Blog by Sports Correspondent Matthias Kurth
Losing your prize asset is bad news for any business or operation. Full stop.
George Ford has fallen out of love with the club that has given him his springboard to fame and fortune. He has become dissatisfied since his father and former Head Coach, Mike, was dismissed and has evidently dug his heels in.
Equally, it's become apparent that Bath have neither succeeded in winning Ford junior around, nor selling him to a club of their preference. Instead, and in sign of increasing rugby player-power to rival football, Ford is on his way back to Leicester, which is absolutely the one place that Bath did not want him to go.
It undermines their ambition, weakens their ability to win, and strengthens a rival. No amount of financial compensation, nor gaining a similar player in part-exchange will mask that.
And with the greatest of respect to Freddie Burns, swapping him for Ford and Bath heralding that as a win-win situation is a bit like switching your child's must-have Christmas toy for a similar, but by-no-means-the-same replica. A model Buzz Aldrin instead of Buzz Lightyear.
Granted, there was a period of time just a few, short, years ago when Ford and Burns were being equally touted as England's next fly-half. Burns was at Gloucester then, while Ford struggled to establish himself at Leicester ahead of Toby Flood.
Their talent and potential was unquestionable, but fast forward to the present day and there's little doubt which of the two has fulfilled that promise. Ford is now firmly established as the incumbent England number 10 wile Burns can't even hold down the same position for Leicester, where he has been playing at full-back. The debate is over.
Bath can't and won't pull the wool over their supporters' eyes. Regardless, the Rec faithful will welcome Burns back to his home town and get right behind one of their own.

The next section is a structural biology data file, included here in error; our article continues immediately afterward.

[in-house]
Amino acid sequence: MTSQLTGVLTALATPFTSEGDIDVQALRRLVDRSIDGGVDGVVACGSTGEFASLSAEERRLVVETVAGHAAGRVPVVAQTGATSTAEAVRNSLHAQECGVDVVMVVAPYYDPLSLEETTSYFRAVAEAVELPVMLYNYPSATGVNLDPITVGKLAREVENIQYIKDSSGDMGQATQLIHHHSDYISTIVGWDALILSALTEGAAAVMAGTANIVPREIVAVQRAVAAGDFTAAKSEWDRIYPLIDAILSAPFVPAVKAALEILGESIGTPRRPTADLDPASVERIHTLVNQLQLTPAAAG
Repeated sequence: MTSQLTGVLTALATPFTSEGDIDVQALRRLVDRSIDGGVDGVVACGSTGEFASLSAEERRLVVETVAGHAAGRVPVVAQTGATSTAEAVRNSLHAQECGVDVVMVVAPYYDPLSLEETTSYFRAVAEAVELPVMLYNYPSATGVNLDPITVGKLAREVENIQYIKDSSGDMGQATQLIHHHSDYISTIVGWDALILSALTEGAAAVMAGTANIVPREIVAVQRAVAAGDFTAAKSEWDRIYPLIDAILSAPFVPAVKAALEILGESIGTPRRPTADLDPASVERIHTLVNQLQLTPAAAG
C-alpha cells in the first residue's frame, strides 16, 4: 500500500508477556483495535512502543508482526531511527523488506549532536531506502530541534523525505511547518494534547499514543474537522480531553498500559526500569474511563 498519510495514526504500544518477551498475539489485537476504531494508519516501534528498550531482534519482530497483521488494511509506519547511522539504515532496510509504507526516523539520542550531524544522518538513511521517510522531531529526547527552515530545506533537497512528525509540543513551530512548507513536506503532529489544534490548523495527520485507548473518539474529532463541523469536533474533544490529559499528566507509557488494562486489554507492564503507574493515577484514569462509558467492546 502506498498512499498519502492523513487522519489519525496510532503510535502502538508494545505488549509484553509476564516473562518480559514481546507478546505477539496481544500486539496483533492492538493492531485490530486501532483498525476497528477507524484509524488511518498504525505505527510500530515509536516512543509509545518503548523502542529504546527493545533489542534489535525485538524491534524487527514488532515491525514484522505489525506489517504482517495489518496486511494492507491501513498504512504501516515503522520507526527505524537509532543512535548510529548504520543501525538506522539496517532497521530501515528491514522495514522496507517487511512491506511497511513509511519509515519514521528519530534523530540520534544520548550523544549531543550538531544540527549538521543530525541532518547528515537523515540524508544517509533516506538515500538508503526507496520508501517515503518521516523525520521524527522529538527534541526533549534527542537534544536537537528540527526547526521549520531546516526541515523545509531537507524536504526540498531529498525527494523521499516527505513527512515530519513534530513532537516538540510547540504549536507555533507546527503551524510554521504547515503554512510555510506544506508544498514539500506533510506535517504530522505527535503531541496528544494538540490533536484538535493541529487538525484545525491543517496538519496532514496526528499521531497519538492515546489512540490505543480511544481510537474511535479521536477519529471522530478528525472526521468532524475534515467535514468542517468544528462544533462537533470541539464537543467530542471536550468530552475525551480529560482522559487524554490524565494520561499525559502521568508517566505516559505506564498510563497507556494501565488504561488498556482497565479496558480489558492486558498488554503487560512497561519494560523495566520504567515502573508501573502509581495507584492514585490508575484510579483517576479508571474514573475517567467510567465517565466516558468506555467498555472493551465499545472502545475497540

It will be very interesting, however, to see how those same supporters, and the club hierarchy, treat Ford when he returns from 6 Nations duty until the season's end. I can't imagine that he'll feel the love from either for what remains of the Premiership season.
Director of Rugby, Todd Blackadder, and the club's owner, Bruce Craig, would probably like to dump Ford to the bench - at best - and leave him there, but they'll need him to achieve their ambitions, so Ford will play. Apart from at what could be a crunch meeting with old foes Leicester at Twickenham in April, of course.
Who knows what the future holds thereafter? At 26, Burns could very well reignite his career back in the bosom of his native West Country, where it all first started. Blackadder will put an arm around him, massage his ego and stoke Burns' competitive fires. Statistics suggest that if Bath get an extra 20% out of Burns, consistently, they will be most contented.
There is an outside chance that Bath might have the last laugh in all of this but they're not laughing right now, no matter how they spin it.